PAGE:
I’m not going to explain why small towns are seen as representative not only of something authentic but something authentically American. We know that they are. We also know that that’s bosh. There’s nothing more authentic about living in, say, Bristol, Connecticut, than there is about living in New Haven (my beloved city). Each is authentic. Both have strengths and weaknesses. Each has its own unique problems.
The difference is that, in Connecticut political circles, Bristol is praised for being authentic while New Haven is accused of being inauthentic. The difference is that Bristol cares, politically, about what New Haven thinks about Bristol while New Haven isn’t aware, politically, that Bristol cares about what New Haven thinks. The difference is that New Haven wants to be New Haven while Bristol wants to be not-New Haven.
Bristol is mostly white (nearly 80 percent).
It wants to stay that way.
New Haven is so busy paying attention to itself that it does not dedicate a place of prominence to war memorials. (This is not to say there are none; there are many.) It does not put on a Memorial Day parade that marches down a “memorial parkway.” (There isn’t one). Like other places, lots of industry left New Haven. Unlike other places, New Haven found a way to maintain its local identity. It did not import a “foreign” one to replace a lost local one. In New Haven, the local identity is us.
In Bristol, as in other small towns, the local identity is not-them.
Small towns often can’t or won’t make their own identities because they often can’t or won’t see beyond what they have been to what they are becoming. They can’t or won’t see what they are becoming, because that would mean recognizing the locals who are shaping their futures.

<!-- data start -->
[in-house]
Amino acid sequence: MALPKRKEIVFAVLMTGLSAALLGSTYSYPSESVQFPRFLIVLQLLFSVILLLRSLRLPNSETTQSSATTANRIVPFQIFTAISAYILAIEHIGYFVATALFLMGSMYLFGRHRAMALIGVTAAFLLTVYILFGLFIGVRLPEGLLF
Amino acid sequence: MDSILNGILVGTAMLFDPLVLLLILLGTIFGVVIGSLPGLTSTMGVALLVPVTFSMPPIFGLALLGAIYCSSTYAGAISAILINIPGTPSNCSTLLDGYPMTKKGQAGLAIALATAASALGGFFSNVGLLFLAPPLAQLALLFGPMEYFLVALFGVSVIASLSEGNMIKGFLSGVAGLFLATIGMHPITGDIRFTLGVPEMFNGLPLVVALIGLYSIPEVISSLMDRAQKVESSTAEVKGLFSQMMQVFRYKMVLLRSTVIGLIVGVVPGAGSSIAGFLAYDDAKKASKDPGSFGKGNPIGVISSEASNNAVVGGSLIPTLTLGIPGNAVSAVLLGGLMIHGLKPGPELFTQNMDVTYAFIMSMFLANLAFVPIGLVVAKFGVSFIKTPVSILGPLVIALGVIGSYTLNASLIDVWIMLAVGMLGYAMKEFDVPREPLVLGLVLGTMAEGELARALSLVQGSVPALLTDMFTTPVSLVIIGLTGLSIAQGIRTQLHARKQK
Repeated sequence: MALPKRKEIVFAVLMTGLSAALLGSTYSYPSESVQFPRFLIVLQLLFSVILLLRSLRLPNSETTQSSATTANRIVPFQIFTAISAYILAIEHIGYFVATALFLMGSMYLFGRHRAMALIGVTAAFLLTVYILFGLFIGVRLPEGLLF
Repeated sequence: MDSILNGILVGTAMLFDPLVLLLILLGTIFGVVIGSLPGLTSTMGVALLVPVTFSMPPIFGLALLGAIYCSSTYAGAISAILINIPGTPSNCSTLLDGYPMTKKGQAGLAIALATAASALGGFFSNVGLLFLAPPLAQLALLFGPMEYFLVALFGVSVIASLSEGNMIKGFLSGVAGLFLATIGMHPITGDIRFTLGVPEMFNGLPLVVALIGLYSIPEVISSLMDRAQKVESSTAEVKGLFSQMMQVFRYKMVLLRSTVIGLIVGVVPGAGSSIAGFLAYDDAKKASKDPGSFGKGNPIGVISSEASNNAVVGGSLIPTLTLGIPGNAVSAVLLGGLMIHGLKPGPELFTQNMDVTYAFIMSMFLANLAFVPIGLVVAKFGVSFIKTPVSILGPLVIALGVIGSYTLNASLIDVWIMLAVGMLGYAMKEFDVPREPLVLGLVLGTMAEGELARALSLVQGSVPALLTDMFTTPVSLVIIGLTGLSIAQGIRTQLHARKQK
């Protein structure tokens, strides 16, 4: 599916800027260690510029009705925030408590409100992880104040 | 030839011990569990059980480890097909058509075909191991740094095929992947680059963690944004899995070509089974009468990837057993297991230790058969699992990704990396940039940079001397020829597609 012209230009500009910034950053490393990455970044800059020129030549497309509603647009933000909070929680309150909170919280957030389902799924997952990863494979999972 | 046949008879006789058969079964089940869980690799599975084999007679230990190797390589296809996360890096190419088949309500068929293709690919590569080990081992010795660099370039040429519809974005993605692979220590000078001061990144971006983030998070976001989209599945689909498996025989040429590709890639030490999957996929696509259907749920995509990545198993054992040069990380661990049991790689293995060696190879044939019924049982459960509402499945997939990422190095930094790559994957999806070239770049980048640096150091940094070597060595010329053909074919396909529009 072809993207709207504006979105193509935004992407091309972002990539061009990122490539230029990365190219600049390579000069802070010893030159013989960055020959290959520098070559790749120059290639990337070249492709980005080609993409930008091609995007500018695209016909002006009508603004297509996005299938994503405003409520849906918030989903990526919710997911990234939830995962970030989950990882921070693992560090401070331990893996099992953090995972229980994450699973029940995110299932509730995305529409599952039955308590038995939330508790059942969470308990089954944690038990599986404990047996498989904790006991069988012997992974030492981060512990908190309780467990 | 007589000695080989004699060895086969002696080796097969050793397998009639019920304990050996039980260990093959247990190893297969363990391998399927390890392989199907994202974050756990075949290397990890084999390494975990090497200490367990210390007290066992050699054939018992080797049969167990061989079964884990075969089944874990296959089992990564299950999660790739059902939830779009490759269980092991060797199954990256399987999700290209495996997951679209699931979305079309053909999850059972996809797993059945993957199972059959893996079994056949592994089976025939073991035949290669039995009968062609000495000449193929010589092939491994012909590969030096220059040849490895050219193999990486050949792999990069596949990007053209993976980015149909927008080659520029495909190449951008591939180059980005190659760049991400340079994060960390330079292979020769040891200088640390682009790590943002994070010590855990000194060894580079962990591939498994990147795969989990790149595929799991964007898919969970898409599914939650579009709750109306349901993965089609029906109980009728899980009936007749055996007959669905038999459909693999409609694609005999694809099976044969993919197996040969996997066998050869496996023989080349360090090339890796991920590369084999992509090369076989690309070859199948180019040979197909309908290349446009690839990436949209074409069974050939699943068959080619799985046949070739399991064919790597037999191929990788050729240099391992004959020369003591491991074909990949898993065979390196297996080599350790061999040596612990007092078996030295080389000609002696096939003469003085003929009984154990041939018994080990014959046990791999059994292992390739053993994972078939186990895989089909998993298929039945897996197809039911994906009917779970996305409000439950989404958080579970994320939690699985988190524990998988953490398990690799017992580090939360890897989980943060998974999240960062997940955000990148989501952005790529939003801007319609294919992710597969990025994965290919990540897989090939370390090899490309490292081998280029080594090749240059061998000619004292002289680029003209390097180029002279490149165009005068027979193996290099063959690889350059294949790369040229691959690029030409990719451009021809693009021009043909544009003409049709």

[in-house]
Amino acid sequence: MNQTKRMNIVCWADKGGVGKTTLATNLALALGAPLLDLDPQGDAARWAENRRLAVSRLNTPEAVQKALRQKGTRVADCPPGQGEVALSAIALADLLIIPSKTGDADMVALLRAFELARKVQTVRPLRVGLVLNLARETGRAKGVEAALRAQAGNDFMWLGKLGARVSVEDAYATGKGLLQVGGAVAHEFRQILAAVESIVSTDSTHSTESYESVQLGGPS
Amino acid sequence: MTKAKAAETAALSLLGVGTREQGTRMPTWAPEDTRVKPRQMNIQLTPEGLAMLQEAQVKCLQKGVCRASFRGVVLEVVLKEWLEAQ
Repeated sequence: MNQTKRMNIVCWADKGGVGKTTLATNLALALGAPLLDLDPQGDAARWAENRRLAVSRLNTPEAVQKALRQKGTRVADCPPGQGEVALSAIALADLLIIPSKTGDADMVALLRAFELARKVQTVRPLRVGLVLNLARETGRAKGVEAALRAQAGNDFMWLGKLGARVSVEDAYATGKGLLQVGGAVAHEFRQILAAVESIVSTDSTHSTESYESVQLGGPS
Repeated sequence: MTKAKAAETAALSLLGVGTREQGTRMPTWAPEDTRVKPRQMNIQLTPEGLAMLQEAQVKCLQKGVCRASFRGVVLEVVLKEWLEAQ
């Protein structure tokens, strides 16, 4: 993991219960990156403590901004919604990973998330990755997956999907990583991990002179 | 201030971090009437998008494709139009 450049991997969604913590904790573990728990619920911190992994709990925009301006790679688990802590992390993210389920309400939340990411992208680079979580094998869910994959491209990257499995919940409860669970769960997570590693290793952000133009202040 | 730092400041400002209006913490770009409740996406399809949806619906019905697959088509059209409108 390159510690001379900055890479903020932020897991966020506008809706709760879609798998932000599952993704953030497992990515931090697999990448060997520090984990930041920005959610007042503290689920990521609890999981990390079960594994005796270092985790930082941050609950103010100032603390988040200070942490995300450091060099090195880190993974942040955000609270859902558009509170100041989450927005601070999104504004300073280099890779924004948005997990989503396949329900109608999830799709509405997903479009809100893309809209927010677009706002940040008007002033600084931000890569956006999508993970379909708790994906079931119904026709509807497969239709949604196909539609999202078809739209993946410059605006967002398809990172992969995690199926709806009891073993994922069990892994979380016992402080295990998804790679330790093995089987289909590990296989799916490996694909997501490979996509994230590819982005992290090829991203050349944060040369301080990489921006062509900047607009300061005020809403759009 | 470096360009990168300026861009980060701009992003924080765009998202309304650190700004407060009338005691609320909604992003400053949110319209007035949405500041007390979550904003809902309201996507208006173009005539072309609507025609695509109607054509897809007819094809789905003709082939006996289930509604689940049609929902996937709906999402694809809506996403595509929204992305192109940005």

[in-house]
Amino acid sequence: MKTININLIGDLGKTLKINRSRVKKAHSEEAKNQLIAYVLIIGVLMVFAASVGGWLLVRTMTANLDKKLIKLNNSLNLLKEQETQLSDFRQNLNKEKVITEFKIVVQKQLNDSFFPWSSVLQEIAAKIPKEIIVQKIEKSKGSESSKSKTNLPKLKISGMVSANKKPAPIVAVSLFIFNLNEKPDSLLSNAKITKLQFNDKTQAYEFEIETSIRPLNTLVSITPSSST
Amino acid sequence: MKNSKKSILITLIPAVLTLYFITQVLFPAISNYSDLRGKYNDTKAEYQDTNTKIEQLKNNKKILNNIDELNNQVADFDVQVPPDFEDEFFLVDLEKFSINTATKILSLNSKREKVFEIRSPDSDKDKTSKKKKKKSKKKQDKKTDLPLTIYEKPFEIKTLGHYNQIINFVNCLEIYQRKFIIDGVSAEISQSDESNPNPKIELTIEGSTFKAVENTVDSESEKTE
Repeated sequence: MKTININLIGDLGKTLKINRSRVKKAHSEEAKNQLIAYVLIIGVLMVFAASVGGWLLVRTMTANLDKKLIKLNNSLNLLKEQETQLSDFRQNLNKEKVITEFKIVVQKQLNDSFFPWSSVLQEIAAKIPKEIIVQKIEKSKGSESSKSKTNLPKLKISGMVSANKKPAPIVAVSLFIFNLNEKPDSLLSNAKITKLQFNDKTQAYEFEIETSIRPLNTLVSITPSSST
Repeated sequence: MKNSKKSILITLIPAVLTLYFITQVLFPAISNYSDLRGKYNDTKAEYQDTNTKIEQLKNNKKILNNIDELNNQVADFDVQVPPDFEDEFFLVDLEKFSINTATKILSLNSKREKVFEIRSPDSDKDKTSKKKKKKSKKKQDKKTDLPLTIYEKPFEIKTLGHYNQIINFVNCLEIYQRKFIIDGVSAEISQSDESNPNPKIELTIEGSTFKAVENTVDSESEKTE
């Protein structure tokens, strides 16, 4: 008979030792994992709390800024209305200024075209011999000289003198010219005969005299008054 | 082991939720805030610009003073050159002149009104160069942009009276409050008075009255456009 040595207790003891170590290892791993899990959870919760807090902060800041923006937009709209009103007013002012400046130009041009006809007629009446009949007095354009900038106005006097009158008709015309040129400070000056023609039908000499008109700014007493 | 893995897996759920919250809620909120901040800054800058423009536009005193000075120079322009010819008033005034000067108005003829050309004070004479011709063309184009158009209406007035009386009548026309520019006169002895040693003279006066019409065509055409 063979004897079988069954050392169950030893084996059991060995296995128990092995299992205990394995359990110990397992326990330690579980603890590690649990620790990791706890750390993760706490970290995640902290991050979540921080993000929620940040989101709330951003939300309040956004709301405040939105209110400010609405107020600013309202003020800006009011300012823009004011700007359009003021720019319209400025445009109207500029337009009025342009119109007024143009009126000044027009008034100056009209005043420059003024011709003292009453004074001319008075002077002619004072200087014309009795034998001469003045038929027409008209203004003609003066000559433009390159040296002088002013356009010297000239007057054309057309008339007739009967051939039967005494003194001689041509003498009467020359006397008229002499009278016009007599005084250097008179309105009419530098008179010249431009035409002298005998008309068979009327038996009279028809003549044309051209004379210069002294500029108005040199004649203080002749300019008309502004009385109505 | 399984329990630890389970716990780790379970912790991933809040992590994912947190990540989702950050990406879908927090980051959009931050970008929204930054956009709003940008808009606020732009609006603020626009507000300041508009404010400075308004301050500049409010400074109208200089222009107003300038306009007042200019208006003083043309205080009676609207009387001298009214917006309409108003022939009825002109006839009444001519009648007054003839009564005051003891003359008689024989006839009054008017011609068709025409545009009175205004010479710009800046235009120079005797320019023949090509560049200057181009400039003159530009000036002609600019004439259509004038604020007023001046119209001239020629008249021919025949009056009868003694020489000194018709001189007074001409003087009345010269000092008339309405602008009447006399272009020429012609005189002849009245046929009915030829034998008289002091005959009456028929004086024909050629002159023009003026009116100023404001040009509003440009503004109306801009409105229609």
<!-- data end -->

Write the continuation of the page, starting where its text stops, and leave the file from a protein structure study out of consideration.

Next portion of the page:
There’s the problem.
Those locals look terribly close to not-us: to people in places like New Haven who have seen for themselves that their local identities are maintained; who have no need for a national civic culture and its faceless features that have been diluted of the grit and tang of time and place; and who understand that “importing” a national civic culture, and its faceless features, is not about replacing the old local identity. It’s about replacing a new local identity. It’s about replacing them.
Some small towns have adapted. Some have recognized that their futures can’t rely on the remaining sons and daughters of the original white people who settled to work in their original industries. Some small towns understand that diversity isn’t valuable in the abstract. They understand its cash value. They understand its authenticity.
Others, however, won’t.
They will continue to stop change, or attempt to stop change, and they will do this without appearing to. They will appear to be doing nothing more than remembering “those who died for our freedom.”
They are trying to control what locals remember in a bid to control what locals do. Memorial Day celebrations don’t have to be part of that. It’s a shame that they are, but they are. Let’s not pretend otherwise.
*I’m talking about any small town in the country that used to be the center of one or more industries, but is no longer the center after manufacturers either collapsed or sought cheaper labor overseas. I’m talking about any small town that is surviving, economically, but is no longer thriving, that has not thrived in decades. I’m writing in New Haven. The small towns I’m describing are ubiquitous in New England.
John Stoehr is the editor of the Editorial Board. He writes the daily edition. Find him @johnastoehr.